Domino’s Pizza drivers must be treated as PAYE workers, franchisee told
High Court rejects appeal and finds workers were taxable rather than self-employed
Karshan, trading as Domino’s Pizza, had said its contract with the drivers recognises the freedom the drivers have to work when they choose. Photograph: PA Wire
A company operating in the Domino’s Pizza franchise has lost a High Court appeal over a finding that its delivery drivers must be treated as PAYE workers rather than self-employed.
In proceedings against the Revenue Commissioners, Karshan (Midlands) Ltd, trading as Domino’s Pizza, had challenged an Appeal Commissioner’s finding that drivers working in 2010/11 under contracts “of” services were taxable workers paying PAYE and national insurance.
Karshan claimed the drivers operated under contracts “for” services, were therefore self-employed, and responsible for their own tax deductions.
On Friday, Mr Justice Tony O’Connor rejected the company’s appeal brought against an October 2018 Appeals Commissioner’s finding.
Karshan had said its contract with the drivers recognises the freedom the drivers have to work when they choose.
It argued the commissioner was wrong to rely on an English case which found a driver’s right to cancel shifts at short notice did not relieve the driver of work-related obligations.
The commissioner failed to follow Irish law in relation to “ongoing reciprocal commitment” between employer and employee to perform work, it said.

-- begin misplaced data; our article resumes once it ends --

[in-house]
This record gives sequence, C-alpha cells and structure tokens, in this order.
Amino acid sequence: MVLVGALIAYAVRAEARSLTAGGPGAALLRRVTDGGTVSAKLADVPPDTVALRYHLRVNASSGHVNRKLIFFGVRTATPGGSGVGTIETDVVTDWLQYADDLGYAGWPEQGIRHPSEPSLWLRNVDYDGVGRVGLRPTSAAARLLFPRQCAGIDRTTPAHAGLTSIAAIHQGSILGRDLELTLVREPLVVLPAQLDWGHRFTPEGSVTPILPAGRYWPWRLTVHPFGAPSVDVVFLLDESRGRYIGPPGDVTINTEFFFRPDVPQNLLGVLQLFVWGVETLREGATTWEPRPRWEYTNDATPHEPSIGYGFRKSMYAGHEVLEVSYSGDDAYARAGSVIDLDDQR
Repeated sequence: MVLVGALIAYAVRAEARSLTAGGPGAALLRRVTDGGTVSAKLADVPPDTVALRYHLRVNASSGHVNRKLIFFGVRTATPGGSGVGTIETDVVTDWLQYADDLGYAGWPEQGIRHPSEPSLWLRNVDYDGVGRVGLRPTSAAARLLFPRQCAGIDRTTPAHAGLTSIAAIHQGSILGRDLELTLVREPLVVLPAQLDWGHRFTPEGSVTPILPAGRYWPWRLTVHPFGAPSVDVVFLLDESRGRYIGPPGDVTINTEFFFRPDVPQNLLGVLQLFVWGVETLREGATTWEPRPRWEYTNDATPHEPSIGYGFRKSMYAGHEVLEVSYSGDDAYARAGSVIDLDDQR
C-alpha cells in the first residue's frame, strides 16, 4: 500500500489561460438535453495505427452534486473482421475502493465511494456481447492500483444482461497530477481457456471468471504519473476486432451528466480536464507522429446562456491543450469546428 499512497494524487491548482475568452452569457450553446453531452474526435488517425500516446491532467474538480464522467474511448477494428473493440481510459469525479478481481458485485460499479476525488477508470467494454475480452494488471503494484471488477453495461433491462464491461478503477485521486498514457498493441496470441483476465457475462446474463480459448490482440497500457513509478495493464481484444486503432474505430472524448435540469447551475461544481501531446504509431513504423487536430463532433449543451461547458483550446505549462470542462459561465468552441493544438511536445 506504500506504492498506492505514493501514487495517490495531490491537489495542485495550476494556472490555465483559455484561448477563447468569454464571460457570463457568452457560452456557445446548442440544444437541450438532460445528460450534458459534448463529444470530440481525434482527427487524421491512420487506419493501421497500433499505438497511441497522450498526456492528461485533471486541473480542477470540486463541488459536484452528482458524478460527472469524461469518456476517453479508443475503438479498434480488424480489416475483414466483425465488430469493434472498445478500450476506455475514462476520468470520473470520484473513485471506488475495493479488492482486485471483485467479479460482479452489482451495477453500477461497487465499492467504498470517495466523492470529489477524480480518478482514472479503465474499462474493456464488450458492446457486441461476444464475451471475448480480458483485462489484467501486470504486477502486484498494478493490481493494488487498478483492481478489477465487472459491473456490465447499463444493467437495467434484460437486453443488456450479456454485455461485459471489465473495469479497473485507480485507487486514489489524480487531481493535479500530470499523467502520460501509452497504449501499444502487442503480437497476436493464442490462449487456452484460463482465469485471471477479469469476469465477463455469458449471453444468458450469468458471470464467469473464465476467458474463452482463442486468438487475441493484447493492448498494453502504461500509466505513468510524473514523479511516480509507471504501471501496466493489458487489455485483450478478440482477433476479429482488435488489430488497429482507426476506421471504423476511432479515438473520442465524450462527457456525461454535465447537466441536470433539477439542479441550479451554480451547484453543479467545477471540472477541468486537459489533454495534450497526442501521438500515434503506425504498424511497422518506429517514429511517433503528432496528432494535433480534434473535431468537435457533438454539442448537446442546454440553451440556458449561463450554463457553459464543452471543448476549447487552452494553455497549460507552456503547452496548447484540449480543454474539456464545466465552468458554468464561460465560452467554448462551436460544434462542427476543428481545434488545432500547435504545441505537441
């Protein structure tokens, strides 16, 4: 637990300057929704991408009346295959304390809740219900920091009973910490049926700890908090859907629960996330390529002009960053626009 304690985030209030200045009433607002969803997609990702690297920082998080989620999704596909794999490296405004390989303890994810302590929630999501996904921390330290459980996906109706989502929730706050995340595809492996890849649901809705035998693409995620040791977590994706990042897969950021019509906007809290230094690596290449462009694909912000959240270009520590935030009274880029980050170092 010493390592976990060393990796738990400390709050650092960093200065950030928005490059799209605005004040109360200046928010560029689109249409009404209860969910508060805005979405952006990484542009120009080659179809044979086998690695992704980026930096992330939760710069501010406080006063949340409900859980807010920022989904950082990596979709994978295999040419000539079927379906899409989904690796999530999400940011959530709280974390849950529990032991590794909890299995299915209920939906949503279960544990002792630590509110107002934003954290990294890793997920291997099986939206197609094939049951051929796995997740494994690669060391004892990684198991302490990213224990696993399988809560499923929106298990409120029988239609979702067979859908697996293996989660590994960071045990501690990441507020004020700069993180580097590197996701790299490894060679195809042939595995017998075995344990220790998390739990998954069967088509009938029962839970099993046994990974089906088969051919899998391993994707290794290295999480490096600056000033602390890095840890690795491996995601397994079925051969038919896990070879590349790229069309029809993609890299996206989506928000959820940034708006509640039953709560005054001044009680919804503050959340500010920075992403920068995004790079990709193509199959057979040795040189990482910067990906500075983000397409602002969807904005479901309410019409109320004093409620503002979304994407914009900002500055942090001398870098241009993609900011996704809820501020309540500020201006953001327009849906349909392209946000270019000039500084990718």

Revenue argued, among other things, the contract required the driver to initiate an agreement in relation to availability for work. It said a roster was drawn up by a store manager based on availability sheets and the commissioner found, once a driver was rostered for one or more shifts, there was a contract “containing mutual obligations”.
Mr Justice O’Connor was not persuaded the mutuality of obligations always required Karshan to provide work on an “ongoing basis” in the way the company had contended.
The commissioner, in relying on English law on mutual obligations, did not go against Irish law but “rather recognised the necessity to adapt to modern means of engaging workers”, he said.
Karshan had not shown that the commissioner misapplied the law in Ireland concerning the concept of mutual obligations, he found.
He could not criticise the commissioner’s findings that a driver who wanted to work put their name on the availability sheet and that, once rostered, there was a contract which contained mutual obligations.
The right to cancel a shift at short notice imposed an obligation on the driver to find a substitute driver and to work out the remainder of rostered shifts, he said.
This scenario was different to that of a self-employed tradesperson, he noted.
A plumber may agree to service boiler but has “an inherently tremendous latitude” in that task unlike drivers who have ongoing shift obligations, he said.
The commissioner had regard in his decision to the integration of drivers into the pizza company’s business, including a requirement they wear uniforms and place logos on their cars, he said.
The commissioner was correct in law, he concluded.